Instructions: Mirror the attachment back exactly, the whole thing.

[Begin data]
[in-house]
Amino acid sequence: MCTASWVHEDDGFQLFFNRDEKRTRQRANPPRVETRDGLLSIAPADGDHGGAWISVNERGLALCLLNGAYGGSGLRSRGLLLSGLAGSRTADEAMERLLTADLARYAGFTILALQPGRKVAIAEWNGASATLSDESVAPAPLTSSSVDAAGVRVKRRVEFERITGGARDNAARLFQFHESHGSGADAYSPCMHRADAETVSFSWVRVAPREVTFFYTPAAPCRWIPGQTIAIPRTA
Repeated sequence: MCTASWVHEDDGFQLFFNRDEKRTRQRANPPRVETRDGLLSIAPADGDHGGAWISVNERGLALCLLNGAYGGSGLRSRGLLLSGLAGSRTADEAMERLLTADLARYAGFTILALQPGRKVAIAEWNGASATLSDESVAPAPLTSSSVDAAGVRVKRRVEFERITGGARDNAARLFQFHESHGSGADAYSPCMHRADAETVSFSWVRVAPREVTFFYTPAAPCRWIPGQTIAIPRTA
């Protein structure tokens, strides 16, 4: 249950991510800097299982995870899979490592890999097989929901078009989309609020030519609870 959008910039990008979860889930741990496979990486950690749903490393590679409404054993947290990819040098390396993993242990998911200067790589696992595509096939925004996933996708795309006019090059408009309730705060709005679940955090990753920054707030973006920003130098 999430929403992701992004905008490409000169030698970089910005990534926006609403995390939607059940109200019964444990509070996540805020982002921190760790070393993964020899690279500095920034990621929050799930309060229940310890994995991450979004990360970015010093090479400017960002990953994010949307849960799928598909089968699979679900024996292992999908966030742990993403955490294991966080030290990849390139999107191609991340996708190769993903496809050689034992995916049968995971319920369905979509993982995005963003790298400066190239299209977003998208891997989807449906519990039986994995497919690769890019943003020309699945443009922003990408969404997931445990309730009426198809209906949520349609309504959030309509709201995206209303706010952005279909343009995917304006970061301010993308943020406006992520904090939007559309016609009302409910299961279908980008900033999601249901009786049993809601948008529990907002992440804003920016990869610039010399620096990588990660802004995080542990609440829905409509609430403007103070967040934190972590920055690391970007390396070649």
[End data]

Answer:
[in-house]
Amino acid sequence: MCTASWVHEDDGFQLFFNRDEKRTRQRANPPRVETRDGLLSIAPADGDHGGAWISVNERGLALCLLNGAYGGSGLRSRGLLLSGLAGSRTADEAMERLLTADLARYAGFTILALQPGRKVAIAEWNGASATLSDESVAPAPLTSSSVDAAGVRVKRRVEFERITGGARDNAARLFQFHESHGSGADAYSPCMHRADAETVSFSWVRVAPREVTFFYTPAAPCRWIPGQTIAIPRTA
Repeated sequence: MCTASWVHEDDGFQLFFNRDEKRTRQRANPPRVETRDGLLSIAPADGDHGGAWISVNERGLALCLLNGAYGGSGLRSRGLLLSGLAGSRTADEAMERLLTADLARYAGFTILALQPGRKVAIAEWNGASATLSDESVAPAPLTSSSVDAAGVRVKRRVEFERITGGARDNAARLFQFHESHGSGADAYSPCMHRADAETVSFSWVRVAPREVTFFYTPAAPCRWIPGQTIAIPRTA
């Protein structure tokens, strides 16, 4: 249950991510800097299982995870899979490592890999097989929901078009989309609020030519609870 959008910039990008979860889930741990496979990486950690749903490393590679409404054993947290990819040098390396993993242990998911200067790589696992595509096939925004996933996708795309006019090059408009309730705060709005679940955090990753920054707030973006920003130098 999430929403992701992004905008490409000169030698970089910005990534926006609403995390939607059940109200019964444990509070996540805020982002921190760790070393993964020899690279500095920034990621929050799930309060229940310890994995991450979004990360970015010093090479400017960002990953994010949307849960799928598909089968699979679900024996292992999908966030742990993403955490294991966080030290990849390139999107191609991340996708190769993903496809050689034992995916049968995971319920369905979509993982995005963003790298400066190239299209977003998208891997989807449906519990039986994995497919690769890019943003020309699945443009922003990408969404997931445990309730009426198809209906949520349609309504959030309509709201995206209303706010952005279909343009995917304006970061301010993308943020406006992520904090939007559309016609009302409910299961279908980008900033999601249901009786049993809601948008529990907002992440804003920016990869610039010399620096990588990660802004995080542990609440829905409509609430403007103070967040934190972590920055690391970007390396070649």